Although it is not necessary to have an equal number of groomsmen and bridesmaids, some brides will insist upon it. You may find yourself having to choose whom to eliminate or conversely, scouring your address book for another friend to include. We’ll give you all the advice and information we can come up with about groomsmen to help you with your choice. But remember, it’s your wedding to plan as you see fit, and the rules are flexible. If you want a great female friend or sister on your side of the aisle, speak up. It’s allowed.
Any way you look at it, selecting the group of guys who will stand up with you is not the simplest task.
Best Man. This will probably be the clearest of your selections. There is sure to be one man you’re closest to and on whom you can rely no matter what. He’s your best choice. Often grooms choose a brother as their best man. In addition to the fact that you’ll be affirming your family bond, you know you can count on him. Though not widely seen in the rest of the country, it’s common for a Southern groom to ask his father to stand up for him. If you feel your wedding wouldn’t be complete without a certain best man, but he’s not all that reliable, consider having two best men -- the reliable one can hold on to the ring. The two best men option might also be the way to go if you find yourself unable to choose between two of your brothers or best friends for the job.
Groomsmen. The men you’ve shared your past with are the best choices for your groomsmen.
Family. Again, brothers are a good place to start. It is also a smart idea to include your bride’s brothers if you can. If there’s groomsmen culling to be done, draw the line at the teenage brothers. You can include them in the proceedings by asking them to handle other roles such as passing out programs, seating guests or any of several roles mentioned below.
Friends. Your friends will probably understand your choosing family members over them. But the trickiest part for any groom is deciding between his closest friends. The decision maker may come down to which of the guys you’ve know the longest. Emily Post suggests flipping a coin in the presence of both men so they can see how you chose.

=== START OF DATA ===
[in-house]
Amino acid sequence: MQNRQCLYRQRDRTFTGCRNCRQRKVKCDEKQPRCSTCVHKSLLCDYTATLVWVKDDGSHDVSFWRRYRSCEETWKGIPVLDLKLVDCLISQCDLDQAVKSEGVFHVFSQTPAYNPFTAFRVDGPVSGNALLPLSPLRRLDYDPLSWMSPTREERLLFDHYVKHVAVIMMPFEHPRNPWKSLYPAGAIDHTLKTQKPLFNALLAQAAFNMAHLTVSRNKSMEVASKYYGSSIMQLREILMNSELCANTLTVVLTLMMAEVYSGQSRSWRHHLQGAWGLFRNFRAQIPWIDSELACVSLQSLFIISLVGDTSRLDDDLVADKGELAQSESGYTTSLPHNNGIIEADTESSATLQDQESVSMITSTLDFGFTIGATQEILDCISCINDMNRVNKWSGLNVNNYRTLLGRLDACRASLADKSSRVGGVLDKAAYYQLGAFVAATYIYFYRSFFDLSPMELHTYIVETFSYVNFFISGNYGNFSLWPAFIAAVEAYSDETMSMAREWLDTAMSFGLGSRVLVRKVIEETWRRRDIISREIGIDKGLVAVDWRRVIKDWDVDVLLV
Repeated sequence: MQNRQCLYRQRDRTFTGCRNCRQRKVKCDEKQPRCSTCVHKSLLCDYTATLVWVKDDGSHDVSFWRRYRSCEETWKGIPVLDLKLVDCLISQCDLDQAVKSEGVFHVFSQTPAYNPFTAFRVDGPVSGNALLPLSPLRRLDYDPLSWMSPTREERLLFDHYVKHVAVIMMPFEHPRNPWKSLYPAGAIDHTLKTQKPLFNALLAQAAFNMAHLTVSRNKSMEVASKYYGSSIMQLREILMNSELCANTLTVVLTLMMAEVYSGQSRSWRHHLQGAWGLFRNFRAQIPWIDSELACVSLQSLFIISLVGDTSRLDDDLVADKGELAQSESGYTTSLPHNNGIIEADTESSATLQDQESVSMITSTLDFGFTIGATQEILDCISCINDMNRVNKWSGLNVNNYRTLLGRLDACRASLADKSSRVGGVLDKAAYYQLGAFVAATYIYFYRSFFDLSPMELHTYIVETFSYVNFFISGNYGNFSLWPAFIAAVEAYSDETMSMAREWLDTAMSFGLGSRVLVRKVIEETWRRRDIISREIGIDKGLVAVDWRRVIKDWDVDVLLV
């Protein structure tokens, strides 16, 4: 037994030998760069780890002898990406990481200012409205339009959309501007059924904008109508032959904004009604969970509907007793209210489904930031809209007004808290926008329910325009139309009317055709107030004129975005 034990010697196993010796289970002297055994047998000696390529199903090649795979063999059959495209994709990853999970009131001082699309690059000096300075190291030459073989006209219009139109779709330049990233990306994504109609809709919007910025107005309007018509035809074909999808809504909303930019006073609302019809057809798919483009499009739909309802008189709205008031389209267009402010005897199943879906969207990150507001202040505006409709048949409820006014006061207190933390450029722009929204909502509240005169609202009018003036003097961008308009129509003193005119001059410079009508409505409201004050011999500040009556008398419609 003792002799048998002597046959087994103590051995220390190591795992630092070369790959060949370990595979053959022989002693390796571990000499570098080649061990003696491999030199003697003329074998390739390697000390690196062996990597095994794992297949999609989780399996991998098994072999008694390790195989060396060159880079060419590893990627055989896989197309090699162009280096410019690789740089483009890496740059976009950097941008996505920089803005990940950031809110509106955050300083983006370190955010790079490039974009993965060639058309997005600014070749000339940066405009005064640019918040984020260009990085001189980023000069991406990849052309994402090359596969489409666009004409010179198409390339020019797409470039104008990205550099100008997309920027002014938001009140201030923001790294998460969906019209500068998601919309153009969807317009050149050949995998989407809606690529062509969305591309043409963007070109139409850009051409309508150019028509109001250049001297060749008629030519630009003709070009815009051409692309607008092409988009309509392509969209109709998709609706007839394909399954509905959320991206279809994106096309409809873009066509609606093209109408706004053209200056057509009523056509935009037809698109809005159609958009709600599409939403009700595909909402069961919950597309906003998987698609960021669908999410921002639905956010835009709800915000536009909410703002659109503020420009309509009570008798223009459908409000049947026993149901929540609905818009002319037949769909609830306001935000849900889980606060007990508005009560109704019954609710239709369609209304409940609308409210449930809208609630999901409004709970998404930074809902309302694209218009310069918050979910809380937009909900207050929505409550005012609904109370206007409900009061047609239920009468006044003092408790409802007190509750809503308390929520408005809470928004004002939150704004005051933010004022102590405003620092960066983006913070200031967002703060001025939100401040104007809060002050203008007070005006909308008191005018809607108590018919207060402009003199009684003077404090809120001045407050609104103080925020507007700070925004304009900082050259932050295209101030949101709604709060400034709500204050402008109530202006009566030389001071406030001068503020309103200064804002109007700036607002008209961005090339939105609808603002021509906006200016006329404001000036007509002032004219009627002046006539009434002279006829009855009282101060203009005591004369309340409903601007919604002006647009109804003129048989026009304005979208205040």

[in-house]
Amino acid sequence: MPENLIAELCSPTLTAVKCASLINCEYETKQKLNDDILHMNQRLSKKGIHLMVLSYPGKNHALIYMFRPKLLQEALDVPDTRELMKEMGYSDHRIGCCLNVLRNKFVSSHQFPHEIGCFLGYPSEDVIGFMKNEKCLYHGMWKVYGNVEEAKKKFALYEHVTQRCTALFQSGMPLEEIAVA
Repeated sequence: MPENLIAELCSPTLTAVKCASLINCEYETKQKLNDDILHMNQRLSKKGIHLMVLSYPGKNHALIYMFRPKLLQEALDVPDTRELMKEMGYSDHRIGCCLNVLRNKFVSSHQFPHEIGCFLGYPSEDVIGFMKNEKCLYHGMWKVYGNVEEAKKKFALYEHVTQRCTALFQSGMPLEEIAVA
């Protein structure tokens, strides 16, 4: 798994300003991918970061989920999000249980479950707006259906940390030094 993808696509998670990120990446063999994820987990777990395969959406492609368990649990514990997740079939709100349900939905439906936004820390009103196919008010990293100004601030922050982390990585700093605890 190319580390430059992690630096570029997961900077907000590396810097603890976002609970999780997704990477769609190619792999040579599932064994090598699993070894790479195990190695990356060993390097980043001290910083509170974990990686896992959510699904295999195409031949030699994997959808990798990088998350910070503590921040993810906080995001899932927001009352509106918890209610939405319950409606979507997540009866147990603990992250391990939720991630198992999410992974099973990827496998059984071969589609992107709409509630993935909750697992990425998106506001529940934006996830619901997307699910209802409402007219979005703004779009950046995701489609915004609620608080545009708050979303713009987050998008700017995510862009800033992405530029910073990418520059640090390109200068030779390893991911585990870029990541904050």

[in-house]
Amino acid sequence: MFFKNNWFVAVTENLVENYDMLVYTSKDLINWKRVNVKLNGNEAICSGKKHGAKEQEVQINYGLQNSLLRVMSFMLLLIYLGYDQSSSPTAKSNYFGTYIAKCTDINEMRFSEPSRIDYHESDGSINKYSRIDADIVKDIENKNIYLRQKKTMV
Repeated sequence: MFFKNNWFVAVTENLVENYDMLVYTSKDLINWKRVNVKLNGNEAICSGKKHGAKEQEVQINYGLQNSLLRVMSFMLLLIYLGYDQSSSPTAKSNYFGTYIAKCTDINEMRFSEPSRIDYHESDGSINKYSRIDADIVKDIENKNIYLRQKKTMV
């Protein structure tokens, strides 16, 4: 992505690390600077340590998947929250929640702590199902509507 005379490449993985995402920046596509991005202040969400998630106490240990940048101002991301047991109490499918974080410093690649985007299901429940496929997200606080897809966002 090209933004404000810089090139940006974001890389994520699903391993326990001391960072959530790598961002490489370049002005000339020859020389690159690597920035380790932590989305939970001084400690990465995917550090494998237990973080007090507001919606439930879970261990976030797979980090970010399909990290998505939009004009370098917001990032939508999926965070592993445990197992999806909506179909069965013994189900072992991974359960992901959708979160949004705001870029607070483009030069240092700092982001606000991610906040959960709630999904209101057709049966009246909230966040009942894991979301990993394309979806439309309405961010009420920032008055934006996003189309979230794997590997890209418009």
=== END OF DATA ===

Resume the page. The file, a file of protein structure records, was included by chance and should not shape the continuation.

Bucks. If you feel that a certain good friend might be burdened financially for some reason by taking on the role of groomsman, you might consider asking him to be an usher instead. This is usually more of an issue for bridesmaids who have to shell out for everything from shower presents to dyed shoes. Still, it’s something to think about, not to mention a good way to cut back the numbers if you need to.
Numbers. Formal or extravagant weddings tend to have more attendants on both sides, but as touched upon earlier, there is no correct number. Have as many or as few as you wish, but try not to go overboard on the "many" category. Wedding photos, receiving lines, the number of limos all get a little unwieldy as the ranks of attendants increase. Think back to the other weddings you’ve attended, and remember the wedding party size you thought worked best. It is also completely acceptable to have only a best man. All you really need are two witnesses. You’ll know the number range that’s right for you.
His assignment, should he choose to accept it, (as they said in Mission Impossible), is far from impossible. The role of a groomsman is very simple. All the glory, none of the fight. Here are the typical groomsman responsibilities, and some of these are even taken care of by the ushers.
- Show up for the rehearsal at an appointed time.
- Arrive at the wedding before the other guests.
- Wear the requested attire.
- Escort guests to their seats if required.
- Perhaps escort a bridesmaid down the aisle before and after the ceremony.
- Dance with a bridesmaid at the reception.
- Have fun and stay reasonably sober.
Tough job, huh. The groomsmen have nowhere near the number of responsibilities given to the best man who essentially acts as their foreman. The men should be aware that their leader might ask them to share some of his duties, especially concerning last minute errands and shuttling of family hither and yon.
The most likely scenario is that you’ll have fewer positions for groomsmen than you have friends and family members to fill them. There are plenty of ways to include your friends who could not be chosen as groomsmen.
Ushers. Ask friends who you wish to include in the celebration to be ushers. These men won’t be dressed as the wedding party, but in suits of their own choosing. It is a nice gesture, however, to give them each a boutonniere similar to those worn by you and the groomsmen.
Readers. Another way to include people is to ask if they would do a reading at your wedding. Be careful about this one though. Many people are very uncomfortable about public speaking and while you may think you’re honoring your friend, he may feel like you’re asking him to slay a dragon for you.
Performance. If one of the friends happens to be a musician or singer, you may consider asking them to perform at the wedding.
Participation. Other tasks you might think of for your friends include:
- Lighting the candles
- Escorting parents or relatives to their seats
- Carrying the huppah
- Rolling out the aisle runner
It is always good form for the groom to acknowledge the men who stand up for him at the wedding. This acknowledgement can be as simple as a thank you letter, but most grooms choose to offer a small groomsmen gift
. Our Wedding Shop
offers several gifts grooms have found ideal.
Although it can seem difficult to select the people who will be forever remembered as part of your wedding party, odds are that you'll make the right choices. Don't worry, those you cannot choose will understand -- after all, they're your friends.
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